After reading Seven Stages by Geoffrey Trease, a fascinating history of seven influential figures from the stage, which was one of my favourite reads of 2017, I was very keen to read more by this author. So when I saw Endeavour Press had also brought out a reprint of Trease’s Seven Kings of England (originally published in 1955) I eagerly snapped up a copy.
Like Trease’s previous history, Seven Kings of England is broken up into seven short, detailed biographies of the lives of some of Britain’s most captivating kings: the ‘Shepherd of the English’, Alfred the Great (871-899); the self-made, William the Conqueror (1066-1087); the crusader, Richard the Lionheart (1189-1199); the ‘Rose of Rouen’, Edward IV (1461-1483); the sad cavalier, Charles I (1625-1649); the restored, Charles II (1660-1685) and the Dutch general, William III (1689-1702). Before reading this, I knew about all these kings, however it was interesting to read more about them. Particularly about the events leading up to their reigns, as most of them had unconventional routes to kingship.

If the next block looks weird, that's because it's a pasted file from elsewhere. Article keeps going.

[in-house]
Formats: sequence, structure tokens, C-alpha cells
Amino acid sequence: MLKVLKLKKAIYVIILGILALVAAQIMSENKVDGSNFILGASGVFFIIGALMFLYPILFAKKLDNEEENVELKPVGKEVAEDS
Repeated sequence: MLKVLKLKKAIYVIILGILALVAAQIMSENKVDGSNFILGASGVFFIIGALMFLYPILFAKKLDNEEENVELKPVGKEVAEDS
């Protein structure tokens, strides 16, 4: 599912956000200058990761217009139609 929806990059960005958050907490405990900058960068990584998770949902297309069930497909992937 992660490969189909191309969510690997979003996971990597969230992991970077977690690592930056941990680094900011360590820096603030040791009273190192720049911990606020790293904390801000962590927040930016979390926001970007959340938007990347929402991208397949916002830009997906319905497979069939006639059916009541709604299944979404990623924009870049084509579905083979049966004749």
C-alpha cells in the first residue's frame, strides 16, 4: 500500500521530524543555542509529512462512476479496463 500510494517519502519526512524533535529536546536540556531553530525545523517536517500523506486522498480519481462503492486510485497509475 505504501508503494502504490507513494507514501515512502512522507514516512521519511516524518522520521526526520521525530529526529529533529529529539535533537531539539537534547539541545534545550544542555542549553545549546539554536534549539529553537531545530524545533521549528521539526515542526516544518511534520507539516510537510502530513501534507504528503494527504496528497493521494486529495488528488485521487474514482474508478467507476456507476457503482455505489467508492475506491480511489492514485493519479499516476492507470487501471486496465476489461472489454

Again this is an expansive history, that spans the monarchy from Alfred the Great in the ninth century to the co-rule of Anne and William III in the seventeenth century. Covering many of the monarchy’s and the country’s ups and downs: from Viking attacks; the Norman invasion; the ‘War of the Roses’; to the English civil war; the execution of Charles I; the Reformation and the ‘Bloodless Revolution’. Phew! You could never say this history was boring! But while I still found this very interesting, I sadly didn’t quite find it as fascinating as my previous read, Seven Stages. And that is simply down to the fact that this didn’t teach me as many new things.
However I was still extremely impressed with the quality of Trease’s content, research, detail and clear layout. And, as before, I think Trease has got the balance just right between the academic detail and the easy readable style and language – again, if I hadn’t already known it was published back in 1955, I could have easily believed this was published only this year! On finishing this book, I realised it was written as a companion to Trease’s earlier history, Seven Queens of England. Sadly, I don’t have a copy of this but I do have his Seven Sovereign Queens lined up on my Kindle to read.
Overall, I thought Seven Kings of England was a really interesting history of the English monarchy, which I devoured in only a few sittings. I look forward to hopefully reading Trease’s Seven Sovereign Queens soon. Good read.
Thank you to the publishers for providing a copy of this book via NetGalley in exchange for my honest opinion.
Have you read this? Or any other histories of English kings?